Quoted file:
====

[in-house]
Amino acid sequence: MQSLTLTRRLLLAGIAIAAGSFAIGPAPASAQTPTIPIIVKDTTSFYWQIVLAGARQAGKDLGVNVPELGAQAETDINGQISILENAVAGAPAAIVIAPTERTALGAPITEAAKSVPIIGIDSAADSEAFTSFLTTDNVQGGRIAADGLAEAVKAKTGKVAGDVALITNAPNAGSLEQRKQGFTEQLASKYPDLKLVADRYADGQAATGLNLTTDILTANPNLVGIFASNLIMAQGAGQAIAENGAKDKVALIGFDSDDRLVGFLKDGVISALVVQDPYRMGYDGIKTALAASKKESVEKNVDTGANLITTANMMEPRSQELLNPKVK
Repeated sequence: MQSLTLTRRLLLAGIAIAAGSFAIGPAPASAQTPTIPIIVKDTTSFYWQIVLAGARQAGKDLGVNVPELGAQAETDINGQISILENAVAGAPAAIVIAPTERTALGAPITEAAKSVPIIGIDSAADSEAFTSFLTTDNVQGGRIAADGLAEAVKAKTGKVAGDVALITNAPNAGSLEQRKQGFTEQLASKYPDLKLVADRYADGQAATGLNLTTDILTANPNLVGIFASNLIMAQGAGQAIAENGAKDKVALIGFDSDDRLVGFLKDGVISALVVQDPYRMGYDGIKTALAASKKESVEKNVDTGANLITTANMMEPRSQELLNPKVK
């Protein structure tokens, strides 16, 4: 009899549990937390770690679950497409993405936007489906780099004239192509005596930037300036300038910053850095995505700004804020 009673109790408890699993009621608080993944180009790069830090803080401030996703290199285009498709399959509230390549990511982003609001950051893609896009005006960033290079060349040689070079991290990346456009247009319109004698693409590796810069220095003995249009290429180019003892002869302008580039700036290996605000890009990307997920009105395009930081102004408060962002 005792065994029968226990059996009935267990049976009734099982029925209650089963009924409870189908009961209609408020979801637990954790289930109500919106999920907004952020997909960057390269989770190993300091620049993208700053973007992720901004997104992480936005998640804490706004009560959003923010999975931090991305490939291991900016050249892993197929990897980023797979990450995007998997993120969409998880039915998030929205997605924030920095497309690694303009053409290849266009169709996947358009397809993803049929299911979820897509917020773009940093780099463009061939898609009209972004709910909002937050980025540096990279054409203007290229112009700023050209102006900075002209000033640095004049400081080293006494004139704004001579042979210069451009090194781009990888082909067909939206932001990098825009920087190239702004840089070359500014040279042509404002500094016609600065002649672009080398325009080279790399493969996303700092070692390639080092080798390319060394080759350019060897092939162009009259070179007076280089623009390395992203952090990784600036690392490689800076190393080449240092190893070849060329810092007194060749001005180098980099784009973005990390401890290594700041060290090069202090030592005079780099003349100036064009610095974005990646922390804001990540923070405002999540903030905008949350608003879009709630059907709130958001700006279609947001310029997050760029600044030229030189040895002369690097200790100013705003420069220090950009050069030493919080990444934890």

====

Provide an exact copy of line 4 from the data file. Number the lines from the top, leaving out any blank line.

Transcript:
């Protein structure tokens, strides 16, 4: 009899549990937390770690679950497409993405936007489906780099004239192509005596930037300036300038910053850095995505700004804020 009673109790408890699993009621608080993944180009790069830090803080401030996703290199285009498709399959509230390549990511982003609001950051893609896009005006960033290079060349040689070079991290990346456009247009319109004698693409590796810069220095003995249009290429180019003892002869302008580039700036290996605000890009990307997920009105395009930081102004408060962002 005792065994029968226990059996009935267990049976009734099982029925209650089963009924409870189908009961209609408020979801637990954790289930109500919106999920907004952020997909960057390269989770190993300091620049993208700053973007992720901004997104992480936005998640804490706004009560959003923010999975931090991305490939291991900016050249892993197929990897980023797979990450995007998997993120969409998880039915998030929205997605924030920095497309690694303009053409290849266009169709996947358009397809993803049929299911979820897509917020773009940093780099463009061939898609009209972004709910909002937050980025540096990279054409203007290229112009700023050209102006900075002209000033640095004049400081080293006494004139704004001579042979210069451009090194781009990888082909067909939206932001990098825009920087190239702004840089070359500014040279042509404002500094016609600065002649672009080398325009080279790399493969996303700092070692390639080092080798390319060394080759350019060897092939162009009259070179007076280089623009390395992203952090990784600036690392490689800076190393080449240092190893070849060329810092007194060749001005180098980099784009973005990390401890290594700041060290090069202090030592005079780099003349100036064009610095974005990646922390804001990540923070405002999540903030905008949350608003879009709630059907709130958001700006279609947001310029997050760029600044030229030189040895002369690097200790100013705003420069220090950009050069030493919080990444934890």